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Since our last new energy letter, the shift in focus has moved from the impact of the Covid-19 crisis, to how we recover – and how “green” this recovery is. I have growing confidence that the recovery will drive acceleration in some aspects of the energy transition. There will of course be major economic challenges ahead, and the energy sector is not immune to these - but the fundamental drivers of the energy transition remain unchanged. It is encouraging to see signs of a commitment to “building back better – and greener” from Brussels and in some European capitals. The decisions being made now will determine the speed and nature of the energy transition over the years and decades ahead – and as such, influence business models, strategies and opportunities for companies in new energy.
The most detailed glimpse so far of just what this recovery will look like, was revealed in the European Commission’s Recovery Plan to “repair and prepare for the next generation” – which sets aside €750bn for a Green Recovery (plus longer-term budget reinforcements). It clearly signals that this recovery should be clean, circular, competitive and climate neutral. So what does this mean for new energy? Five points catch my interest, which create fantastic opportunities for the energy industry, if it is ready to capture them.
The potential for hydrogen is emerging
There is a range of stakeholders across the energy landscape looking at hydrogen through a new lens. Why the fuss? Simply put, hydrogen has the potential to help us solve some of the most pressing energy challenges in the decades to come. However, the timeline is important, therefore ‘decades’ is the key word here, as it is unlikely that pure hydrogen will be flowing through the gas mains or into your car in the next few months or even the next few years. But there is huge potential. Hydrogen is an energy vector that can be used for a range of heat, transport and power generation applications. See Cate Lyon’s blog for more on hydrogen and its relation to domestic heat here. The big question is where can it best be used?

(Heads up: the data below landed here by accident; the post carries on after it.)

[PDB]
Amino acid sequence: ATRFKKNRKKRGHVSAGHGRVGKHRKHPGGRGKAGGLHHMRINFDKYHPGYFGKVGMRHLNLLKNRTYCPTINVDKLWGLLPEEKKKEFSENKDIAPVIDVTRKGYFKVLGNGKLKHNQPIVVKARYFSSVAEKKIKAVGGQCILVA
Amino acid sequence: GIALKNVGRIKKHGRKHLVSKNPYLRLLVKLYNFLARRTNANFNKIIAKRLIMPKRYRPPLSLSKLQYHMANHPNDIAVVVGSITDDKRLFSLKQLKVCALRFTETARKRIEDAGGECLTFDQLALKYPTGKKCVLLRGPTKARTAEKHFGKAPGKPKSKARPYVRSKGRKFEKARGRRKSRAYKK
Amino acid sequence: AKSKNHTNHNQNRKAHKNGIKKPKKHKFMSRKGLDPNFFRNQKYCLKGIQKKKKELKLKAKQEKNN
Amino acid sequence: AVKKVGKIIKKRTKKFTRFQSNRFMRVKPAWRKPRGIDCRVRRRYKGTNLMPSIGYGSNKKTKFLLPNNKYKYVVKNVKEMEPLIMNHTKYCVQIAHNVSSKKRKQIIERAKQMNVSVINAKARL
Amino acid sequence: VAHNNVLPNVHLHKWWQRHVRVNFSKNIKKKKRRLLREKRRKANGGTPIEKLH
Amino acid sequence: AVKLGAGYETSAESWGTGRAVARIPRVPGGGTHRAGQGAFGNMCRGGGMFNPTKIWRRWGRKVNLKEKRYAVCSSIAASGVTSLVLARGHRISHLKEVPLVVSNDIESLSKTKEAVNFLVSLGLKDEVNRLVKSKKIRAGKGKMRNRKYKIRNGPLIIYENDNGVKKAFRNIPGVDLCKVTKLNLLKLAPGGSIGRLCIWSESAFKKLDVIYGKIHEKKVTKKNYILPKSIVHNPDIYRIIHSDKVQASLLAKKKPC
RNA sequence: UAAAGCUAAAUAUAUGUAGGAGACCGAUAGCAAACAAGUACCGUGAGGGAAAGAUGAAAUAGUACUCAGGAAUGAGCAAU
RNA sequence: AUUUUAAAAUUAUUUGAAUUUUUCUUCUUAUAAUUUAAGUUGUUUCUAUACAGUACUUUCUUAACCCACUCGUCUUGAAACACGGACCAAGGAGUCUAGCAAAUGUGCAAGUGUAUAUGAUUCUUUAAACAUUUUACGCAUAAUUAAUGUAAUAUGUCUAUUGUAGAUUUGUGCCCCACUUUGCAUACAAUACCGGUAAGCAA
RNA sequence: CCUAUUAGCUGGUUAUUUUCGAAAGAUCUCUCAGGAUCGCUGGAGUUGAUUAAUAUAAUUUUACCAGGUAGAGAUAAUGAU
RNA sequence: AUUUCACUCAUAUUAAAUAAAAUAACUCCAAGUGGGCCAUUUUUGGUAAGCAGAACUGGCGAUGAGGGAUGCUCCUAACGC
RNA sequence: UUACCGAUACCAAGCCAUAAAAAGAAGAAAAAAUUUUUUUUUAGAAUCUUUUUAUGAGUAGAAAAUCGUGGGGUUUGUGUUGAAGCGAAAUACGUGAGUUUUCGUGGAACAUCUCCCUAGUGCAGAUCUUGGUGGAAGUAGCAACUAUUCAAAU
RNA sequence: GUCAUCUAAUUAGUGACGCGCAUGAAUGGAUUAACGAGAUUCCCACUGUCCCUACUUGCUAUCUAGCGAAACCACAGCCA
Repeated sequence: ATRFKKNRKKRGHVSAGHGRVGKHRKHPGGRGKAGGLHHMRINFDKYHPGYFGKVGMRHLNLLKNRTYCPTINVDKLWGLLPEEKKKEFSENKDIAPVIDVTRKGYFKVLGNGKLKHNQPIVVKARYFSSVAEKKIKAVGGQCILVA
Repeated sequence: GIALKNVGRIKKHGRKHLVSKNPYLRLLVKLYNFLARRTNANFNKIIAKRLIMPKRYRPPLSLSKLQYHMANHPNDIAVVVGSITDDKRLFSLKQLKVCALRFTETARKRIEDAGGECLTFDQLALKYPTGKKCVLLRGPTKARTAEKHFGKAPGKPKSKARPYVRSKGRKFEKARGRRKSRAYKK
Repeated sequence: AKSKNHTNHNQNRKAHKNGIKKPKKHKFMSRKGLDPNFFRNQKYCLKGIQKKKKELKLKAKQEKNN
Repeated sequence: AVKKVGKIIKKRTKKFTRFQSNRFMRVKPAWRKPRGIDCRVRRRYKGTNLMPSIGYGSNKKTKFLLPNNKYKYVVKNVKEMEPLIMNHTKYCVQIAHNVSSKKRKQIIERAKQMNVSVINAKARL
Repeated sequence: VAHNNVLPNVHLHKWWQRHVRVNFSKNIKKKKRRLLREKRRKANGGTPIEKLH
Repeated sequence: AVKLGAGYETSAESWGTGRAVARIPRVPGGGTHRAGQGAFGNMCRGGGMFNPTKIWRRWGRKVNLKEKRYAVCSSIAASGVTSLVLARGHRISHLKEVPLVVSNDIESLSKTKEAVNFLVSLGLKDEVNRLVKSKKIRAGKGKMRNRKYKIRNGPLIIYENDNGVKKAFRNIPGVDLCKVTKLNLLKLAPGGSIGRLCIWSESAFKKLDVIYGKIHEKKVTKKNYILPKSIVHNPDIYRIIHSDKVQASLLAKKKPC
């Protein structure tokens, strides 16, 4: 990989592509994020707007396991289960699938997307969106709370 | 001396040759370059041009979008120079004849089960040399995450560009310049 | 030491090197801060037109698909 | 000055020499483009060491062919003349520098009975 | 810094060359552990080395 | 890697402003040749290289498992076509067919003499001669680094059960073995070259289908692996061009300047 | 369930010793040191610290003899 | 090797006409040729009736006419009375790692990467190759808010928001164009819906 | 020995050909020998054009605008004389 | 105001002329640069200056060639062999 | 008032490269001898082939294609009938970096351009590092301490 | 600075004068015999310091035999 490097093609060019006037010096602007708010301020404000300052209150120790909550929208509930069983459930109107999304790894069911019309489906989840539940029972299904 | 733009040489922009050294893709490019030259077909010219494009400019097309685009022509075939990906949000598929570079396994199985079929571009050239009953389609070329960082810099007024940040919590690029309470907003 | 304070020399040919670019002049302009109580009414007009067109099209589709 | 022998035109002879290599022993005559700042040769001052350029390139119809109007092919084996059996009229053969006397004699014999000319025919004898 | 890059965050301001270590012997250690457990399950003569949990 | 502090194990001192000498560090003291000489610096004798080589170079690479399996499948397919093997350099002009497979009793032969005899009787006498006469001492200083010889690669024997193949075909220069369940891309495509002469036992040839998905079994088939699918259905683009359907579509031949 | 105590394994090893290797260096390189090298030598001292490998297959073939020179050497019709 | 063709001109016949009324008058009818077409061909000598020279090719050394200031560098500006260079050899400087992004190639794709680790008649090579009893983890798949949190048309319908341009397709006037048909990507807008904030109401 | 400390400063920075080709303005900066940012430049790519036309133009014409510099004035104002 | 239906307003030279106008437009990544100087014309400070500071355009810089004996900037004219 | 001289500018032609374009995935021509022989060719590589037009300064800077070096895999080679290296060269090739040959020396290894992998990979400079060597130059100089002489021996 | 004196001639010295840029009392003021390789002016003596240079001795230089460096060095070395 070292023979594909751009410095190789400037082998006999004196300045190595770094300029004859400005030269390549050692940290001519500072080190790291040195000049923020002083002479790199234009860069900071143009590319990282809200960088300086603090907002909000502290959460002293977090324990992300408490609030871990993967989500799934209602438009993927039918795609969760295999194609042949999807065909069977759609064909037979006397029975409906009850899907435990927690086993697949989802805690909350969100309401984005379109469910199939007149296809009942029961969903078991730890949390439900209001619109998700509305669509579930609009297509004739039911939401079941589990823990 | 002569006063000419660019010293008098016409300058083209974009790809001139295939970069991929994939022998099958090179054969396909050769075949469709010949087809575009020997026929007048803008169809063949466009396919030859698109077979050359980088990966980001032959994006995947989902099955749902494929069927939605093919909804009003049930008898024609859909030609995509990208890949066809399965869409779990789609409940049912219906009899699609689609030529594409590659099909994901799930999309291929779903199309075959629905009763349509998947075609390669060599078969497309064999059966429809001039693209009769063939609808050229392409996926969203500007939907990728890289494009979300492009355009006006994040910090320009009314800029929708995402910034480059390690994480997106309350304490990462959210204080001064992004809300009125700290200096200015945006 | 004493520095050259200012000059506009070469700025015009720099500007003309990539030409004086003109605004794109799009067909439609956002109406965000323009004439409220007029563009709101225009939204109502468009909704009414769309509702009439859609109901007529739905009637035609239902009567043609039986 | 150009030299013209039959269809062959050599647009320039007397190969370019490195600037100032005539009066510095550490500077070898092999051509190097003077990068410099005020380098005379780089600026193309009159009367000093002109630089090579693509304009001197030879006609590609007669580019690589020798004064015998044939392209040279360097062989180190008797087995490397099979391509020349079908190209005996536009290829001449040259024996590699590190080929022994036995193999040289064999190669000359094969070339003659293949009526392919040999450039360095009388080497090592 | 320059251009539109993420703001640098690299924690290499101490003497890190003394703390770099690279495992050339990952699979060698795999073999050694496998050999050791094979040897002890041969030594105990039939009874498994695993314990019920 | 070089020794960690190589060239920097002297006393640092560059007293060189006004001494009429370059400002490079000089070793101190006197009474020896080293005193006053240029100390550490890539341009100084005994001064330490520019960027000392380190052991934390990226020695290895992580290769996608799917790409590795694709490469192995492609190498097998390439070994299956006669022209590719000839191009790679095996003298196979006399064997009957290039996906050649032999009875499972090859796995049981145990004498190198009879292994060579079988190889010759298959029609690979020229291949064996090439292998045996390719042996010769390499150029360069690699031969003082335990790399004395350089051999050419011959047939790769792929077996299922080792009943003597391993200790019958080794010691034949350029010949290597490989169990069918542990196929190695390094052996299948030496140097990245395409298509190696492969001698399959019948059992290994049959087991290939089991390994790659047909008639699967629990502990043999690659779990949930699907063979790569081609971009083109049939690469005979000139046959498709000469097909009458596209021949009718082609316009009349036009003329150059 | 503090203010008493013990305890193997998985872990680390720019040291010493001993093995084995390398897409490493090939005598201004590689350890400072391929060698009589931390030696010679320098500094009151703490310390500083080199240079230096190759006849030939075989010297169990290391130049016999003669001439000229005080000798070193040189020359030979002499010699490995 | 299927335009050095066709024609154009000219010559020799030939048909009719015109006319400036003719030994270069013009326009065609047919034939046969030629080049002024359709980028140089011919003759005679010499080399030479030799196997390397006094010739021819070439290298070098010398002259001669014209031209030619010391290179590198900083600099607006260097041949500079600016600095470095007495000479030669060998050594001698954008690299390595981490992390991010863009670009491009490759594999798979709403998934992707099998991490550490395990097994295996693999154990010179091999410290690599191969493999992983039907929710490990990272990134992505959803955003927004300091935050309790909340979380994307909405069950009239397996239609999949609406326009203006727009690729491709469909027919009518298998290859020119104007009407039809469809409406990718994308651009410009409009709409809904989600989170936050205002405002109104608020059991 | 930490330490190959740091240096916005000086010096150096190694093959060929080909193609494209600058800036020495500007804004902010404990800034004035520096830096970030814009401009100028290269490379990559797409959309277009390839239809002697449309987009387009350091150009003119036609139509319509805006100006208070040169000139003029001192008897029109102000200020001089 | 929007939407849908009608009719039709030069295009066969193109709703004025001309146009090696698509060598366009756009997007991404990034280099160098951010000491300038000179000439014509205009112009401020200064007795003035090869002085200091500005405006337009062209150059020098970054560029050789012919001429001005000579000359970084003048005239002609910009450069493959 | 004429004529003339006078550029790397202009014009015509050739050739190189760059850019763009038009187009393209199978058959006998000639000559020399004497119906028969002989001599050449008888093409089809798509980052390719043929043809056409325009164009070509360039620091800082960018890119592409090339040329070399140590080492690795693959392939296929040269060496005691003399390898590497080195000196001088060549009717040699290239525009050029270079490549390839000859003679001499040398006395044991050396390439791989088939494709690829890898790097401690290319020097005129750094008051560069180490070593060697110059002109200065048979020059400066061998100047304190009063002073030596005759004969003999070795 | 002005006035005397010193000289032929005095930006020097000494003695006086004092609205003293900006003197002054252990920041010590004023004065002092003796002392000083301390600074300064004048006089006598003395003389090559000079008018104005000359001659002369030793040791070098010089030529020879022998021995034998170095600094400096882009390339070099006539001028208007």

Delta-ee may have been early to the conversation. We started talking 10-15 years ago about decentralised energy, customers not meter points; who has needs, wants and preferences, services beyond commodity. These dynamics have now firmly moved from being on the periphery of the debate to front and centre. Most companies now recognise the direction in which the market is heading, and it seems like we are approaching the cusp of change.
Developing the right strategy and tactics is however challenging – exciting, but challenging.
There is a strong potential future for hydrogen as a means to decarbonise heat, according to the reports published by the UK’s Committee on Climate Change (CCC) on 22nd November. Hydrogen is painted as one of the three key solutions (alongside electrification and improved energy efficiency) which will help the UK both decarbonise heat and create more energy system flexibility. This supports Delta-ee’s view that the best route to decarbonisation of heating is likely to be a ‘balanced transition’ across a mix of technologies and fuels.
As our Gas Heating Service highlighted recently, the UK is already one the most active countries in Europe regarding the development of hydrogen for heating: see projects including H21, Hy4Heat, HyNet, HyDeploy and H100. This latest report by the CCC only strengthens the argument that hydrogen could play a key role in heat, as well as in other sectors like transport and industrial processes.
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